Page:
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Moody's sees stable outlook for NZ banks

Tuesday 21st September 2010

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The outlook for New Zealand’s banking system is stable, reflecting the steady recovery from a mild recessions and improved GDP growth, according to a report by Moody’s Investors Service.

The report, which represents the agency’s view on the likely direction on fundamental credit conditions in the sector in the short to medium-term, said the outlook was further supported by the fact that the four major banks have solidified their market positions and improved their risk-adjusted profitability, which has assisted capital generation.

“We expect fundamental credit conditions for the New Zealand banking sector to stabilize as economic indicators improve, which, in turn, will usher in the return of consumer and business confidence,” said Marina Ip, Moody’s assistant vice president and author of the report.

The average rating for ANZ National Bank, ASB Bank, Bank of New Zealand and Westpac New Zealand was C+.

The report examined macro-economic prospects, loan portfolios, market share, regulation, the effects of the new Basel proposals, and the relationships between the local banks and their Australian parents.

Moody’s noted that non-performing loans continue to improve after stabilising at the beginning of the year, particularly in the business and corporate segment.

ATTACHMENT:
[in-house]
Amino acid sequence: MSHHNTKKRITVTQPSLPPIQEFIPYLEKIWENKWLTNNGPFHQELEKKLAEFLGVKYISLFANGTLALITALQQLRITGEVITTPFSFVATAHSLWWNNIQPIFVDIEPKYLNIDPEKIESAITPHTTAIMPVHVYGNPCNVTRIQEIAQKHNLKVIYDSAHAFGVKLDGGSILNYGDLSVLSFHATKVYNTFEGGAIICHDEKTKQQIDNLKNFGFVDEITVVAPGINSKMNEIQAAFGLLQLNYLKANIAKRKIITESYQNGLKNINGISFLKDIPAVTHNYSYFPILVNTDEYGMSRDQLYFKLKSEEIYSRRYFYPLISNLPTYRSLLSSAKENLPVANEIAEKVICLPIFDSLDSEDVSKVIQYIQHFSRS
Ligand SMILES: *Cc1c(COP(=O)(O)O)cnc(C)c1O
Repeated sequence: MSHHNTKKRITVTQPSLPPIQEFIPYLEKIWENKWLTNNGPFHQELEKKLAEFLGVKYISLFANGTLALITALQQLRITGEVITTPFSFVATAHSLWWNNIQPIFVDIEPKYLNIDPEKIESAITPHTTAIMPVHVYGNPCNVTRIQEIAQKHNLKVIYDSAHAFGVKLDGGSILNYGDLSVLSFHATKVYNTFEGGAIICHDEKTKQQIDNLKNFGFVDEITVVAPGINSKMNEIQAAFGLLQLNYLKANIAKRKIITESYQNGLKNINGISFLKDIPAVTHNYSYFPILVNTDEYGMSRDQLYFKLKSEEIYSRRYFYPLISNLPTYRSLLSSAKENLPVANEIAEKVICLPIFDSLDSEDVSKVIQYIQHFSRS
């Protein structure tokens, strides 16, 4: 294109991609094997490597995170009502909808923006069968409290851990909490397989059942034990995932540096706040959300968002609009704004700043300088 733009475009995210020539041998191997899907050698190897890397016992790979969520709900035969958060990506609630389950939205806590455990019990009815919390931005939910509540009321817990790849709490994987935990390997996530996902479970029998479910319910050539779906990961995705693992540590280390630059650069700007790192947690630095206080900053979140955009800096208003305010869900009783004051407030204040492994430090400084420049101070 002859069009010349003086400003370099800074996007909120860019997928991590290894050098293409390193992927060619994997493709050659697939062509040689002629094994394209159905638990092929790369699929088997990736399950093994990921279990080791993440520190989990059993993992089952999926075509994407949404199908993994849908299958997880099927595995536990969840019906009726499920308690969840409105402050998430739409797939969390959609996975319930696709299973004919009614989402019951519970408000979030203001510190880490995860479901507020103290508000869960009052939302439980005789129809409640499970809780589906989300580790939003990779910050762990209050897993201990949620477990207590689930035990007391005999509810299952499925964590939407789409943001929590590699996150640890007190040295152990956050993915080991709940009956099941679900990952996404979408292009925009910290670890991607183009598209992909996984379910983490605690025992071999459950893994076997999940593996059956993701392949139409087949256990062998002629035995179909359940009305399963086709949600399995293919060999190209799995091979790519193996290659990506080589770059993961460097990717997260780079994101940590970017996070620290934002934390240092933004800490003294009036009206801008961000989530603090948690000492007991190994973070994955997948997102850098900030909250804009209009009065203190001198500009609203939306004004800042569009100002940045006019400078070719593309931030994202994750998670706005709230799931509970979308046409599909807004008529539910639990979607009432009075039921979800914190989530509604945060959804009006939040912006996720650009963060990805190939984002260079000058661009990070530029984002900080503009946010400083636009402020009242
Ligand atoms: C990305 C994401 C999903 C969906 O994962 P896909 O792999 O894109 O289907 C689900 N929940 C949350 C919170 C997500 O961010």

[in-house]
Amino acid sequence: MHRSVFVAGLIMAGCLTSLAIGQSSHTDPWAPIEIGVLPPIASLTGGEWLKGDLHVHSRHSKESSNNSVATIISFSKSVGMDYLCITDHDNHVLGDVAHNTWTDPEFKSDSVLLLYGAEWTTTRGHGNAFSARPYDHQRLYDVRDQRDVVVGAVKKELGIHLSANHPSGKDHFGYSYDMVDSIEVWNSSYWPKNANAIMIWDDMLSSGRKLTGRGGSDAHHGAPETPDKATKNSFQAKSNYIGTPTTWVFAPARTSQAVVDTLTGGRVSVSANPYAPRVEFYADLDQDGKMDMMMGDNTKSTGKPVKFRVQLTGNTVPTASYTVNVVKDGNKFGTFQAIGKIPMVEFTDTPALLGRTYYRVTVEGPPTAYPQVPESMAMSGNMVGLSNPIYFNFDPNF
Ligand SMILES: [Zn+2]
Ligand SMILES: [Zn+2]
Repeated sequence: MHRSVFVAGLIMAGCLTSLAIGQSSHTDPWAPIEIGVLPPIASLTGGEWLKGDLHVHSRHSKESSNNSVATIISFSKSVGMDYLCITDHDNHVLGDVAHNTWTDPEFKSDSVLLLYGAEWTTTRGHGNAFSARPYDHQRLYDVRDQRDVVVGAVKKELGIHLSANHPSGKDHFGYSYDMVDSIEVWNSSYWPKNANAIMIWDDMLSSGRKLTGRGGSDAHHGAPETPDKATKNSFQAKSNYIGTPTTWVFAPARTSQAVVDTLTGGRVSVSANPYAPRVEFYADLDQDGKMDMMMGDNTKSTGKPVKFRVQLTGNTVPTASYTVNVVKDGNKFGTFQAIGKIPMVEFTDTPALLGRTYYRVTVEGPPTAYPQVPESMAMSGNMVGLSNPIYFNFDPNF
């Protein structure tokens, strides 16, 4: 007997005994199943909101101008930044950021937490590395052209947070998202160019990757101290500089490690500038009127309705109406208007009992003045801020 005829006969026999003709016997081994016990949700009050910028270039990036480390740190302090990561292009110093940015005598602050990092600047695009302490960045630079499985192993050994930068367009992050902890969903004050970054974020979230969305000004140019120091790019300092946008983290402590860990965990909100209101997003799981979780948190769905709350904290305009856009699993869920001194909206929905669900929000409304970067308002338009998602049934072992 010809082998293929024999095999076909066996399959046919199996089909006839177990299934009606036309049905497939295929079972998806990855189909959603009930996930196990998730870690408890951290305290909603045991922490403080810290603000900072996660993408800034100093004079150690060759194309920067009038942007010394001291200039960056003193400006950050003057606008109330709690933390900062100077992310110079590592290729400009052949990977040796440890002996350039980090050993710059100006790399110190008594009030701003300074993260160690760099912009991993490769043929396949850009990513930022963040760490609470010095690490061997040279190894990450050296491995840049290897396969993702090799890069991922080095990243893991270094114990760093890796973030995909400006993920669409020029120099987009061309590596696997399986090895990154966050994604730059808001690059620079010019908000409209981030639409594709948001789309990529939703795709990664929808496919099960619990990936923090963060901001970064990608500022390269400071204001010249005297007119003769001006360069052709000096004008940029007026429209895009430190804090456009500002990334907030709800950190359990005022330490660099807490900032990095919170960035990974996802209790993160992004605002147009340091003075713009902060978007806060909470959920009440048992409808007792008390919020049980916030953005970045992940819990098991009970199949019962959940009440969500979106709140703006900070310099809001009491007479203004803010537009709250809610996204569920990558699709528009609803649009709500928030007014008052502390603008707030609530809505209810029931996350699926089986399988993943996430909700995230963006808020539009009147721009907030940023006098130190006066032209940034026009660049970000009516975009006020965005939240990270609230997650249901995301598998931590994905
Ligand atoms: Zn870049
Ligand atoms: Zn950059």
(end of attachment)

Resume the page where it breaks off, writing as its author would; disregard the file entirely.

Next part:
“A recovery in dairy prices this year should ease farm cash flow pressures, leading to a greater portion of performing rural loans,” Ip said.

“With improved economic forecasts, asset impairment levels should also improve; however, we will watch for signs of new exposures becoming delinquent.”

Rural lending has become a problem sector for banks in recent years because farm conversions and overleveraging during the boom years.

Moody’s cautioned that borrower concentrations still in the property sector, where development and completion of projects had slowed in response to falling market values.

The agency said banks also remain vulnerable to funding disruptions, as wholesale funding accounted for an estimated 40% of total.

“While the government guarantee for wholesale funding closed for new issuances after April 30, the banks had been able to access the non-government guaranteed markets during the financial crisis, albeit at reduced volumes as lending growth was intentionally slowed," Ip said.

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